News Release

A proof of odd-parity superconductivity

Observations reveal the angle dependence of the magnetic field needed to suppress superconductivity in CeRh₂As₂. Uniquely, the behavior of “odd parity” superconductors is revealed.

Peer-Reviewed Publication

Max Planck Institute for Chemical Physics of Solids

A proof of odd-parity superconductivity

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Credit: © PRX

Superconductivity is a fascinating state of matter in which an electrical current can flow without any resistance. Usually, it can exist in two forms. One is destroyed easily with a magnetic field and has “even parity”, i.e. it has a point symmetric wave function with respect to an inversion point, and one which is stable in magnetic fields applied in certain directions and has “odd parity”, i.e. it has an antisymmetric wave function. Consequently, the latter should present a characteristic angle dependence of the critical field where superconductivity disappears. But odd-parity superconductivity is rare in nature; only a few materials support this state, and in none of them has the expected angle dependence been observed. In a new publication in PRX, the group by Elena Hassinger and collaborators show that the angle dependence in the superconductor CeRh₂As₂ is exactly that expected of an odd-parity state.

CeRh₂As₂ was recently found to exhibit two superconducting states: A low-field state changes into a high-field state at 4 T when a magnetic field is applied along one axis. For varying field directions, we measured the specific heat, magnetic susceptibility, and magnetic torque of this material to obtain the angle dependence of the critical fields. We find that the high-field state quickly disappears when the magnetic field is turned away from the initial axis. These results are in excellent agreement with our model identifying the two states with even- and odd-parity states.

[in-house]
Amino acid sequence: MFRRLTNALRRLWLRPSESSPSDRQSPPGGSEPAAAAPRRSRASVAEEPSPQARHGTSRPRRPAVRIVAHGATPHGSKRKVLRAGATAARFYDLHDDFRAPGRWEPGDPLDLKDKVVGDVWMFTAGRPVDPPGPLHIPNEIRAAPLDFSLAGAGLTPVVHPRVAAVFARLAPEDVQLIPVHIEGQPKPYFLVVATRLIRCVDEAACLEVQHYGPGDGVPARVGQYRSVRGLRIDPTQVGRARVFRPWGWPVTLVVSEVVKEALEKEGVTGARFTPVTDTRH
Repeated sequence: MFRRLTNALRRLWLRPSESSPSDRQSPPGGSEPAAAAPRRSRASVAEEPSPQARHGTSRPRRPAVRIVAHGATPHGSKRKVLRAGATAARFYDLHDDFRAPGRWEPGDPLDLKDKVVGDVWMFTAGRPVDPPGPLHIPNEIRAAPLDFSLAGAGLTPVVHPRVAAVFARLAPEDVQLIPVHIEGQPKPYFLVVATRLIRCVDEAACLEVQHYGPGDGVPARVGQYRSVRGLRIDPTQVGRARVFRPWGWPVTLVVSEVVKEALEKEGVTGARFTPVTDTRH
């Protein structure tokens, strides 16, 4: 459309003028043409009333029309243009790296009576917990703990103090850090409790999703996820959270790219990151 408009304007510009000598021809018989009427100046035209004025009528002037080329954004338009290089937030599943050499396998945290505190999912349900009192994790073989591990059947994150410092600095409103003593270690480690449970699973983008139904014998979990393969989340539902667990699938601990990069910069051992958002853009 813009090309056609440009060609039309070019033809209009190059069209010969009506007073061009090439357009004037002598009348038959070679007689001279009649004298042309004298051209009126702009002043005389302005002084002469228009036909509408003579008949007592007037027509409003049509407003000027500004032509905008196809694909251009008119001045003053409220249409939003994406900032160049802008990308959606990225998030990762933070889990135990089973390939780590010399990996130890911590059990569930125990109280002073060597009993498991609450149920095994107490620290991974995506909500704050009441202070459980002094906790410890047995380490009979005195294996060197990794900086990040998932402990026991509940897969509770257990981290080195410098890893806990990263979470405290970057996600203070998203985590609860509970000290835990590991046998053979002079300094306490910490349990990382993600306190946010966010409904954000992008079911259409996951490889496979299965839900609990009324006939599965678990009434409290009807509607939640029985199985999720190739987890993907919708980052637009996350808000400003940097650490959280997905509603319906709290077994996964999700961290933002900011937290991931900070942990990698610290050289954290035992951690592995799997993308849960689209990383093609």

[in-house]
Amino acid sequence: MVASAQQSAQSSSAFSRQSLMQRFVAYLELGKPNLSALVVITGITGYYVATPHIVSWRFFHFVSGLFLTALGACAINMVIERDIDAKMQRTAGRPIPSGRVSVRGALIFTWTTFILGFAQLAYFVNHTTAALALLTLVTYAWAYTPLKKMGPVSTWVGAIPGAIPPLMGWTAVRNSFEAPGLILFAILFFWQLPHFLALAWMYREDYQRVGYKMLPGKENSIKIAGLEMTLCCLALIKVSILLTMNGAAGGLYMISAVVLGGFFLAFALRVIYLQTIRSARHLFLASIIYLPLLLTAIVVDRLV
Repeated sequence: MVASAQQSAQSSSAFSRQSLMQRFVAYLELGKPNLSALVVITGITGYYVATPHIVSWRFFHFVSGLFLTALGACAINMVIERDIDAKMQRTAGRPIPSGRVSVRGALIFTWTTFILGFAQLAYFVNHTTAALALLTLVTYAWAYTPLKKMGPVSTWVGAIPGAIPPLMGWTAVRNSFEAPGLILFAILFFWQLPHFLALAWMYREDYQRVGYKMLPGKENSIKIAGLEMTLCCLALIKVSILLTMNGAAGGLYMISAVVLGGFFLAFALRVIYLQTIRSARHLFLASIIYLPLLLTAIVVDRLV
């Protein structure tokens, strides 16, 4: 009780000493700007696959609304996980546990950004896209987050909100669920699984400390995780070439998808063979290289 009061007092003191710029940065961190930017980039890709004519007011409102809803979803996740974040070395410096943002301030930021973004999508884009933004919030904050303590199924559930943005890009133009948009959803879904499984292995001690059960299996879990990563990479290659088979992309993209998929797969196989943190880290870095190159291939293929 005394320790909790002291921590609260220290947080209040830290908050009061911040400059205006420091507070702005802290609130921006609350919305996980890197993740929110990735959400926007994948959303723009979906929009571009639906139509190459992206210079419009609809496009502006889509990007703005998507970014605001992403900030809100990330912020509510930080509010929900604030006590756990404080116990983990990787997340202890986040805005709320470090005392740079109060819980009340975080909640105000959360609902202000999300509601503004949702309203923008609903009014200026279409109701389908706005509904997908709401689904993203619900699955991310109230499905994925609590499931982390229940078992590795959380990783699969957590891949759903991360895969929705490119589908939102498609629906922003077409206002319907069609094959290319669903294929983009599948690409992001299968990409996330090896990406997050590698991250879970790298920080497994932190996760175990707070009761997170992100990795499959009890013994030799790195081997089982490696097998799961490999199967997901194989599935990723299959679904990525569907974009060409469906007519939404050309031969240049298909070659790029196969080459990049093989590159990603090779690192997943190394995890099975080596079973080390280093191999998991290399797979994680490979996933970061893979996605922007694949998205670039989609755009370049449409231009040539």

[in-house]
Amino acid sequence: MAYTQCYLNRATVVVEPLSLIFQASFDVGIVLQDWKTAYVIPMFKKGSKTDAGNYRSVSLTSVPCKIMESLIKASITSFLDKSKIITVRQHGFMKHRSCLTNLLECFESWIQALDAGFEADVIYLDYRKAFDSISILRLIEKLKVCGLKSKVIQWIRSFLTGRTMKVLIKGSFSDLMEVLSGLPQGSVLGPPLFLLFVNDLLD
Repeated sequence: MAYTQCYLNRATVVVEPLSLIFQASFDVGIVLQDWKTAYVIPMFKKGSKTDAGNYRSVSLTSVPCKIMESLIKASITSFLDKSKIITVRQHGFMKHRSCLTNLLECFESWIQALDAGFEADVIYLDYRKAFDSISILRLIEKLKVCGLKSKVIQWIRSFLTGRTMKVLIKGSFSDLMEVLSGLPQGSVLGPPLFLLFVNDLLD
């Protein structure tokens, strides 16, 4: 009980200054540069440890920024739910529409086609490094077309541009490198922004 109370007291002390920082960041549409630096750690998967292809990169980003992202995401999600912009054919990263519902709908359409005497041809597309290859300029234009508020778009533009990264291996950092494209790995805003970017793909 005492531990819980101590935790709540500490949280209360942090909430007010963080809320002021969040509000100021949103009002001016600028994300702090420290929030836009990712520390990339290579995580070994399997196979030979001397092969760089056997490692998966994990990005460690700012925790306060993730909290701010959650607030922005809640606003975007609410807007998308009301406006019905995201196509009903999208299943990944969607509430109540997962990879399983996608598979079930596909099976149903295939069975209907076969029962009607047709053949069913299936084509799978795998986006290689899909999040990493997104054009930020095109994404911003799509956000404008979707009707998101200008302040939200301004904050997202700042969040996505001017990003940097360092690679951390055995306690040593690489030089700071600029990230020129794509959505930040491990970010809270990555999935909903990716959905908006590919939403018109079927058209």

CeRh₂As₂ presents an extraordinary opportunity to investigate odd-parity superconductivity further. It also allows for testing mechanisms for a transition between two superconducting states, and especially their relation to spin-orbit coupling, multiband physics, and additional ordered states occurring in this material.


The research at the Max Planck Institute for Chemical Physics of Solids (MPI CPfS) in Dresden aims to discover and understand new materials with unusual properties.

In close cooperation, chemists and physicists (including chemists working on synthesis, experimentalists and theoreticians) use the most modern tools and methods to examine how the chemical composition and arrangement of atoms, as well as external forces, affect the magnetic, electronic and chemical properties of the compounds.

New quantum materials, physical phenomena and materials for energy conversion are the result of this interdisciplinary collaboration.

The MPI CPfS ( is part of the Max Planck Society and was founded in 1995 in Dresden. It consists of around 280 employees, of which about 180 are scientists, including 70 doctoral students.


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